Category Archives: 1 Minute Wonder

WordPress 1 Minute Wonder – Quick Performance Boosts

WordPress One Minute Wonder

This latest WordPress 1 Minute Wonder installation covers a couple of quick alternative steps that can be taken to dramatically increase your site performance… and yes I’ll be honest and say that actually to cover all 3 steps here it takes more like 10 minutes.

In the below investigation I based “performance” on Google’s PageSpeed rating and Yahoo’s YSlow and this was run against a newly launched online craft store site called Designs and Such.

Step 1 – Optimise Images

Using the PageSpeed tool (in Chrome) it was possible to  see that I had several un-optimised images on my site. I processed these with the free optipng tool and instantly saw an increase in 6 PageSpeed points and  2 YSlow points. Not bad for something which anyone can do.

Step 2 – W3-Total-Cache Plugin

Now there is some stigma around having lots of plugins on your WordPress site and the detrimental affect it can have on performance… now whether you back this line of thought or not* sometimes plugins can really benefit your site in this context. Now please be sure to backup your DB (or entire site) before using any plugins which might modify you’re .htaccess and potentially other files in your installation.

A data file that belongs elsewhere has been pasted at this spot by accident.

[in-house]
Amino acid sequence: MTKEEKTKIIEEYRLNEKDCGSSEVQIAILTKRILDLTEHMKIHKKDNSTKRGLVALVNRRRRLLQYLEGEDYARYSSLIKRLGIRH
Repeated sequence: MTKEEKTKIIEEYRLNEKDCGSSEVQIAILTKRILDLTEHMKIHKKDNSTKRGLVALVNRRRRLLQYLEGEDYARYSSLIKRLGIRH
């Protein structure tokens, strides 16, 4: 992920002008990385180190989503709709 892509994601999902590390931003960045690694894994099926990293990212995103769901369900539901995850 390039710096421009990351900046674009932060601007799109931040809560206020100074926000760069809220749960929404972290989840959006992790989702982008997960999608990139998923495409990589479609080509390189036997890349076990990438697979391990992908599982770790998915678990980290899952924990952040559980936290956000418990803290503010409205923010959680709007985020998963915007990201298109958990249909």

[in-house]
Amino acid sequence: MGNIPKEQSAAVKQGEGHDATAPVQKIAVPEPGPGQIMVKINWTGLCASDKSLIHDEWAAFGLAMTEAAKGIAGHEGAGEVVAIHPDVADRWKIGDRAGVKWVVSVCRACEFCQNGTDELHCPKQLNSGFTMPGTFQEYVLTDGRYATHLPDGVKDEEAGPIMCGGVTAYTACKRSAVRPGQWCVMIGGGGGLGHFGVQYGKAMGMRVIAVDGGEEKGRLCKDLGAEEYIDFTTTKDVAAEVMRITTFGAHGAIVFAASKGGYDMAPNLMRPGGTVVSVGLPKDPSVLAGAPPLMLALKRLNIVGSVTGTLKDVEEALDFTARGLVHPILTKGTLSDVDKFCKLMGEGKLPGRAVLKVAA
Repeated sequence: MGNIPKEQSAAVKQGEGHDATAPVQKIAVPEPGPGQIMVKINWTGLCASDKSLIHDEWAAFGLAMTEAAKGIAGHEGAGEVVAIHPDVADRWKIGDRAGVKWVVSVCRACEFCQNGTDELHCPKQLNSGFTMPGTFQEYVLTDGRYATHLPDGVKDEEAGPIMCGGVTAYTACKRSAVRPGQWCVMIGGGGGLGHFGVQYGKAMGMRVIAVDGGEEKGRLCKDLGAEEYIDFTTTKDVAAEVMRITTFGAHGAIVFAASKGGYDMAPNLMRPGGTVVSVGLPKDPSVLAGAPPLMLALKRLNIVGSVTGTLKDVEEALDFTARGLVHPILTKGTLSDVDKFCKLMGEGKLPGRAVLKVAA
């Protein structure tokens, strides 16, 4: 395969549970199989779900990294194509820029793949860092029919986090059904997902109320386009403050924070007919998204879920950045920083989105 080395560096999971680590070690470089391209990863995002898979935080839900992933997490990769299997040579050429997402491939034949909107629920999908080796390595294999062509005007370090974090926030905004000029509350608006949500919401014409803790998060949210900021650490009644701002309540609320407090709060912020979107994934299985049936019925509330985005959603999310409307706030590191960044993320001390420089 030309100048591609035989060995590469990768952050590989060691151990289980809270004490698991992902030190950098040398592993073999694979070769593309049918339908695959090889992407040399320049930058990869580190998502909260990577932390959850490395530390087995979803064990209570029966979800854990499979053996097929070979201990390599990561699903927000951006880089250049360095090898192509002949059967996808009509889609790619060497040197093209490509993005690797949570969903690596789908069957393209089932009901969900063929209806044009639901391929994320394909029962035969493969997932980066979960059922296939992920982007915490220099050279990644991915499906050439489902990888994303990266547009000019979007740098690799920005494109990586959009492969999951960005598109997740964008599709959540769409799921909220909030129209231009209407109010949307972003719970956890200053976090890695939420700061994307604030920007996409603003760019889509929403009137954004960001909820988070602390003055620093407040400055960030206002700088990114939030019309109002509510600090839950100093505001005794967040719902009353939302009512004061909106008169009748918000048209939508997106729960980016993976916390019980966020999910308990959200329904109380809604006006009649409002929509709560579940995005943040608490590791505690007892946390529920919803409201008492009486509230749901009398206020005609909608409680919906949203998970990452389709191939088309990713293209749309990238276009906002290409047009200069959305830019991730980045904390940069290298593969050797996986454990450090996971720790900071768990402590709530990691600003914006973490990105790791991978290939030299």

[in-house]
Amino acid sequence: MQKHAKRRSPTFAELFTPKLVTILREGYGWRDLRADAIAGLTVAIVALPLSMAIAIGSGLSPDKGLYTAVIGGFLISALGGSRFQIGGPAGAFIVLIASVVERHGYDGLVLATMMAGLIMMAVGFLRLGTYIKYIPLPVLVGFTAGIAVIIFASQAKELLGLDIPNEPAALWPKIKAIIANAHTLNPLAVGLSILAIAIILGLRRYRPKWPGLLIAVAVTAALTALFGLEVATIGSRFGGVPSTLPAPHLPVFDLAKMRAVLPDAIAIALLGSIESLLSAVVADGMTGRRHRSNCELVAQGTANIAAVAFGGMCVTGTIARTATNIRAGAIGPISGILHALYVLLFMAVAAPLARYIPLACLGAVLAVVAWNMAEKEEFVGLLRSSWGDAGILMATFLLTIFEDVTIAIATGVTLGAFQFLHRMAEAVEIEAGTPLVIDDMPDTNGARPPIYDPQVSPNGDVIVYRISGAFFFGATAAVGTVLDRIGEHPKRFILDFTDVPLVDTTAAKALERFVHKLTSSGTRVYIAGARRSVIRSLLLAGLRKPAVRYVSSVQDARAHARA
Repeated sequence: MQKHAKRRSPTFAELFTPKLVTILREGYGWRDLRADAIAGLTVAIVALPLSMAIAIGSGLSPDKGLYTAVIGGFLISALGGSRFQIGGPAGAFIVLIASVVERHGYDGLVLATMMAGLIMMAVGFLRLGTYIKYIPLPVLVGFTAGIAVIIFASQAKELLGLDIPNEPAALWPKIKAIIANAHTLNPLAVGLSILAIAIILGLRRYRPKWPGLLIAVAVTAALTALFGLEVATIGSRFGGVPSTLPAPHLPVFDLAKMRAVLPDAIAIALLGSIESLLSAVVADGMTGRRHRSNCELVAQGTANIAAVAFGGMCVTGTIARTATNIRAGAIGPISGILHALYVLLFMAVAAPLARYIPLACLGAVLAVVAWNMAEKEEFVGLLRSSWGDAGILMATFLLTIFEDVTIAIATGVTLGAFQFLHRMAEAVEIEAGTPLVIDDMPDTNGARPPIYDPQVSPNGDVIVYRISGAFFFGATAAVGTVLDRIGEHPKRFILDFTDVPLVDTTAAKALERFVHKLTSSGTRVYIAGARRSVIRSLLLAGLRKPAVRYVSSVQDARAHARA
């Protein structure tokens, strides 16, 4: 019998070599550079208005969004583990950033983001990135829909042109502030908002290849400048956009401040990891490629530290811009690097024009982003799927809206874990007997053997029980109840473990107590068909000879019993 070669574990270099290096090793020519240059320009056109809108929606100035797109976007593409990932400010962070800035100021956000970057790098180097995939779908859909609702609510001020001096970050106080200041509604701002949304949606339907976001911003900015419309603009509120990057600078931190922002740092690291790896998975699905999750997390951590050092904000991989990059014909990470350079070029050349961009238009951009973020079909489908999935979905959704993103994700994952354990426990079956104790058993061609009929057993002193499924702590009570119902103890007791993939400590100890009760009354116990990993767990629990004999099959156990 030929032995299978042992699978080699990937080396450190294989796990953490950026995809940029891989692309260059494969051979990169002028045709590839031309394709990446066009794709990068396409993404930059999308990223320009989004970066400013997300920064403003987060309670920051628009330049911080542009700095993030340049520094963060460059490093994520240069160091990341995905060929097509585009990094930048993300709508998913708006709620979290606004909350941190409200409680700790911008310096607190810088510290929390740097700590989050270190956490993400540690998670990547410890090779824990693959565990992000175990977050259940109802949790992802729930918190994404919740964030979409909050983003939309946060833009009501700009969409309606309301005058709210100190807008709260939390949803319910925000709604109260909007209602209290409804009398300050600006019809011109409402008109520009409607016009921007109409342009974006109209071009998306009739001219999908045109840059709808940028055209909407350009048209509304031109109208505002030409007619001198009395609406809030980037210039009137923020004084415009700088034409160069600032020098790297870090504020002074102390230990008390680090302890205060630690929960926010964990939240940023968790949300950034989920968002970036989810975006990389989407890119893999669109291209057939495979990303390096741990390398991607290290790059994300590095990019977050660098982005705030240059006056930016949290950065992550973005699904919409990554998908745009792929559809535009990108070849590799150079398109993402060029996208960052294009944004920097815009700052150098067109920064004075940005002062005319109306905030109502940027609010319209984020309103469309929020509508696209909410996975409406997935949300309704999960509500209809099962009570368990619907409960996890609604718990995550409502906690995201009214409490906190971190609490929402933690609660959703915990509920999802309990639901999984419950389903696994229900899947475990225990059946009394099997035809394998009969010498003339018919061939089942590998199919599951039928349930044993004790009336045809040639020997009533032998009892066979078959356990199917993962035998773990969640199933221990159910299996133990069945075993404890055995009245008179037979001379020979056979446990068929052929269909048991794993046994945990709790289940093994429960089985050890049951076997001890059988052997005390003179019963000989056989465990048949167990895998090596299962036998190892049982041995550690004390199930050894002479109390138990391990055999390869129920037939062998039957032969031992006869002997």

For my investigation I installed the W3-Total-Cache plugin and configured it just to cache and minify my HTML, JS and CSS. The results were staggering… I saw an overall increase of 11 Google PageSpeeed points and 12 YSlow points

Step 3 – .htaccess Tweaks

Another step, this time plugin-free, should immediately give some good results. Simply by adding the following lines to one of my site’s .htaccess file I saw a further 4 point increase in my PageSpeed score and a 1 point increase in Yahoo’s YSLow rating.

The following lines do 2 things, add expire headers to static files such as CSS, javascript and images and also removing ETags. Of course please backup your .htaccess before doing any of this.

#Expire Header
ExpiresActive On
ExpiresDefault A0
ExpiresByType image/gif A2592000
ExpiresByType image/png A2592000
ExpiresByType image/jpg A2592000
ExpiresByType image/jpeg A2592000
ExpiresByType image/ico A2592000
ExpiresByType text/css A2592000
ExpiresByType text/javascript A2592000

FileETag none

This is defining a 1 month expiry for all content covered by the files types listed above. Note if you do this there’ll be implications if you want to modify any of the files, like CSS, and have the changes to affect immediately.

This technique (and more info on it) was found over at Tips & Tricks HQ

The overall results

So in total by carrying out the above steps I saw the following performance increase. Of course the results will vary site by site but I believe that with Search Engines using site performance as a factor when ranking your site that 10 minutes spent here will be of value.

Google PageSpeed Increase = 21